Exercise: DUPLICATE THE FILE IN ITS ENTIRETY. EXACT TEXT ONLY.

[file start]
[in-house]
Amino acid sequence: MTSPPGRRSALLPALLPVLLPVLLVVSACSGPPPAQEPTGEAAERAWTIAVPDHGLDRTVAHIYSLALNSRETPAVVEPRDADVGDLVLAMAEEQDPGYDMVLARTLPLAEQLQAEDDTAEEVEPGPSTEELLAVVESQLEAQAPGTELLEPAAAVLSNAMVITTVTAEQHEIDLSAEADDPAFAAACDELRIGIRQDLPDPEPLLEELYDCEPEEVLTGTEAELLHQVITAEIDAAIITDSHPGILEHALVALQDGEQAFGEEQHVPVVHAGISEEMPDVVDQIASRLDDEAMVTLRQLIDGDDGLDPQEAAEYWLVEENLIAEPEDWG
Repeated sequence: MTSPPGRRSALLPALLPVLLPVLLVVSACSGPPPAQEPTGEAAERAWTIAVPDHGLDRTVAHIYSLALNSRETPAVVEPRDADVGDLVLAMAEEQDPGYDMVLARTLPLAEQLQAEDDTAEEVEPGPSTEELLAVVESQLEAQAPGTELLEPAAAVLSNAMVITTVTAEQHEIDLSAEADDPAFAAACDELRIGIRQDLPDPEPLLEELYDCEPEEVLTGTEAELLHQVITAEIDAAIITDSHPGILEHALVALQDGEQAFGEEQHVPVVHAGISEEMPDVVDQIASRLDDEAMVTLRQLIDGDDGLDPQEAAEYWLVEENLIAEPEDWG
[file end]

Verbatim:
[in-house]
Amino acid sequence: MTSPPGRRSALLPALLPVLLPVLLVVSACSGPPPAQEPTGEAAERAWTIAVPDHGLDRTVAHIYSLALNSRETPAVVEPRDADVGDLVLAMAEEQDPGYDMVLARTLPLAEQLQAEDDTAEEVEPGPSTEELLAVVESQLEAQAPGTELLEPAAAVLSNAMVITTVTAEQHEIDLSAEADDPAFAAACDELRIGIRQDLPDPEPLLEELYDCEPEEVLTGTEAELLHQVITAEIDAAIITDSHPGILEHALVALQDGEQAFGEEQHVPVVHAGISEEMPDVVDQIASRLDDEAMVTLRQLIDGDDGLDPQEAAEYWLVEENLIAEPEDWG
Repeated sequence: MTSPPGRRSALLPALLPVLLPVLLVVSACSGPPPAQEPTGEAAERAWTIAVPDHGLDRTVAHIYSLALNSRETPAVVEPRDADVGDLVLAMAEEQDPGYDMVLARTLPLAEQLQAEDDTAEEVEPGPSTEELLAVVESQLEAQAPGTELLEPAAAVLSNAMVITTVTAEQHEIDLSAEADDPAFAAACDELRIGIRQDLPDPEPLLEELYDCEPEEVLTGTEAELLHQVITAEIDAAIITDSHPGILEHALVALQDGEQAFGEEQHVPVVHAGISEEMPDVVDQIASRLDDEAMVTLRQLIDGDDGLDPQEAAEYWLVEENLIAEPEDWG